Copepods can disrupt marine fish farming
Several years of intensive research at Roskilde University have documented that copepod larvae have a great potential for being used as a source of food for fish. Now, the research group behind the results are entering into collaboration with a fish farmer in northern Jutland in a large-scale outdoor project that will ensure a stable access to copepods in all seasons. This might make the farming of warm water fish into a sustainable business and can result in the export of Yellowtail Kingfish to sushi restaurants all over Europe.
In a new research project, a fish farmer’s everyday issues come face to face with the latest research into copepods. The project, which is supported by the European Maritime and Fisheries Fund (EMFF) and others, aims to study how the laboratory results from Roskilde University can be translated into a stable, industrial outdoor production of copepod larvae year-round. This is an innovation that will ensure access to cheap feed with an optimal biochemical profile for the survival and growth of fish larvae. This is because copepods may be what can ensure a greater survival rate among young fishes, healthier adult fishes and a generally higher quality of fish from fish farms.
“Today, there is a huge global market for live feed. If this market can be disrupted by copepods, there will be a huge potential - not just financially in terms of selling copepods as live feed for fish larvae, but also in terms of farming high-quality fish and at the same time ensuring a greater diversity in the species that are being farmed,” says Benni Winding Hansen.
Since the mid-1980s, he has been researching the ecology, biology and physiology of copepods. Over the last 15 years, this research has been supplemented with application-oriented projects that optimise the industrial production of live feed.
Copepods are nature’s choice
Copepods are the most numerous multi-cellular organisms in the world, and they have a very core position in all water-based ecosystems. Except for the salmonids, all fish larvae depend on live feed, and it is precisely copepod larvae that are the primary food source in nature for fish at the larvae stage.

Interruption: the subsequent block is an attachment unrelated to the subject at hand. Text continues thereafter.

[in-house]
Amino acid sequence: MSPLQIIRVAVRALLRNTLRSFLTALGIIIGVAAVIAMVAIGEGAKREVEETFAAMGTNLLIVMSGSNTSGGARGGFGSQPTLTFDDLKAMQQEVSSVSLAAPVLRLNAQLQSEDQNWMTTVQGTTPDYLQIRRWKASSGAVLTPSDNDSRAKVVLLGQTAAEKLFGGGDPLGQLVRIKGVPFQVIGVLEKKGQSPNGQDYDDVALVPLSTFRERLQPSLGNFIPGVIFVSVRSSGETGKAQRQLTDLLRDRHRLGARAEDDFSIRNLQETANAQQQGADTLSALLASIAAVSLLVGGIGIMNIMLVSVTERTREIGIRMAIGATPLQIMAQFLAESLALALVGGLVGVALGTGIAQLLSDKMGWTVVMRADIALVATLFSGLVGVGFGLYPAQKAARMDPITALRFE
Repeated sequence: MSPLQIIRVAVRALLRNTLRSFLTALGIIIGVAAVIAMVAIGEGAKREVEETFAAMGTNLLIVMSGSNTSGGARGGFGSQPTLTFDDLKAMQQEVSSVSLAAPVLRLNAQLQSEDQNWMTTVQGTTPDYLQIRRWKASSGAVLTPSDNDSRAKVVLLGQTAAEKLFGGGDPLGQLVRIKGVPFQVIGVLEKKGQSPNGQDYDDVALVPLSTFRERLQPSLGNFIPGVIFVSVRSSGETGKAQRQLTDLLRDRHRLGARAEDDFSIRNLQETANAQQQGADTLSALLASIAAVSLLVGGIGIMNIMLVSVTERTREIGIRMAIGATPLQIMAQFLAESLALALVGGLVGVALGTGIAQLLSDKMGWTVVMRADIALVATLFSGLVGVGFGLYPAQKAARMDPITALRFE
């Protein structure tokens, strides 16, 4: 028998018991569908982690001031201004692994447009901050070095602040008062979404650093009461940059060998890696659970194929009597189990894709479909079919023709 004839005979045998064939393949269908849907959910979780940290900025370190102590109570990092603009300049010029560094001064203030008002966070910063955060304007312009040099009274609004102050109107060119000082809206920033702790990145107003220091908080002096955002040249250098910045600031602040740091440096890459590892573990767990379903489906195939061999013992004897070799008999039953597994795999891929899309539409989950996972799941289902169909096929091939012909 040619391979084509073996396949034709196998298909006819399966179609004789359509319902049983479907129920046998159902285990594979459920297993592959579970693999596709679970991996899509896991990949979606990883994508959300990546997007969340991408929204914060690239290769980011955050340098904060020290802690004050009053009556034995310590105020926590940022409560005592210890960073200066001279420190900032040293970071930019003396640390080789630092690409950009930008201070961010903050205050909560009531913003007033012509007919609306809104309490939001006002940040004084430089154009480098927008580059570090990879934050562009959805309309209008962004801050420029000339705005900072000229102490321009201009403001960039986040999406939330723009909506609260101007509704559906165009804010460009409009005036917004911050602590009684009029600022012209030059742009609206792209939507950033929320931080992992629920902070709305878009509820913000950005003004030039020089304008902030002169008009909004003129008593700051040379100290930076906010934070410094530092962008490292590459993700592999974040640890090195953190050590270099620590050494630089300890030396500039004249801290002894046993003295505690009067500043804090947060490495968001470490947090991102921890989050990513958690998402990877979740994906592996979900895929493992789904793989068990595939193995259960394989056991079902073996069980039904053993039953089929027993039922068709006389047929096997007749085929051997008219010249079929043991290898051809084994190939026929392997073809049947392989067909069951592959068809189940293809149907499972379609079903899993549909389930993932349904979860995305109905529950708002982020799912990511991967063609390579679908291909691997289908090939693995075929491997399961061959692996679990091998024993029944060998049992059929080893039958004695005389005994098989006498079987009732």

Copepods get their nutrition from micro-algae that contain a high content of omega-3 and omega-6 fatty acids. The copepods’ fatty acid profile is of critical importance to fish larvae, as they need just the right amount of fatty acid balance in order to develop things such as their nervous system, sensory system and pigmentation optimally.
“It always makes sense to learn from evolution, and copepods are nature’s choice. So it is natural to mass produce copepods and replace the types of live feed that are used today,” says Benni Winding Hansen.
Today, copepods play an almost inconsequential role in the ocean fish farming industry. The industry typically uses live feed based on rotifers and brine shrimp, which both belong naturally in fresh water. They are easy to use in fish farming, but they have low contents of omega-3 and omega-6 fatty acids, and this has negative consequences on the survival and development of the fish larvae, and in the end, also on the production costs.
Facts on marine fish farming
> On a global level, the vast majority of fish farming is in fresh water: Only 15% of the total production is from marine fish farming - i.e., the farming of fish species native to the oceans.
> In Denmark, the vast majority of fish farming is in fresh water too. This is mainly rainbow trout from conventional uses of dams: Danish fish farmers have a century-long tradition of focusing on precisely rainbow trout as they are cheap and relatively simple to produce.
> Despite the fact that fish farming with ocean species remains a modest part of the Danish production, it is an industry that is growing at significant rates. The prices for ocean fish are attractive and the demand far exceeds what is produced.
> The proportion of marine fish that are fish farmed exceeded 50% in 2016 on a global level according to the UN’s Food and Agriculture Organization.
> Using copepods as live feed for young fish makes it possible to farm new types of fish species in salt water - and this may reduce the stresses being put on wild fish stocks such as tuna.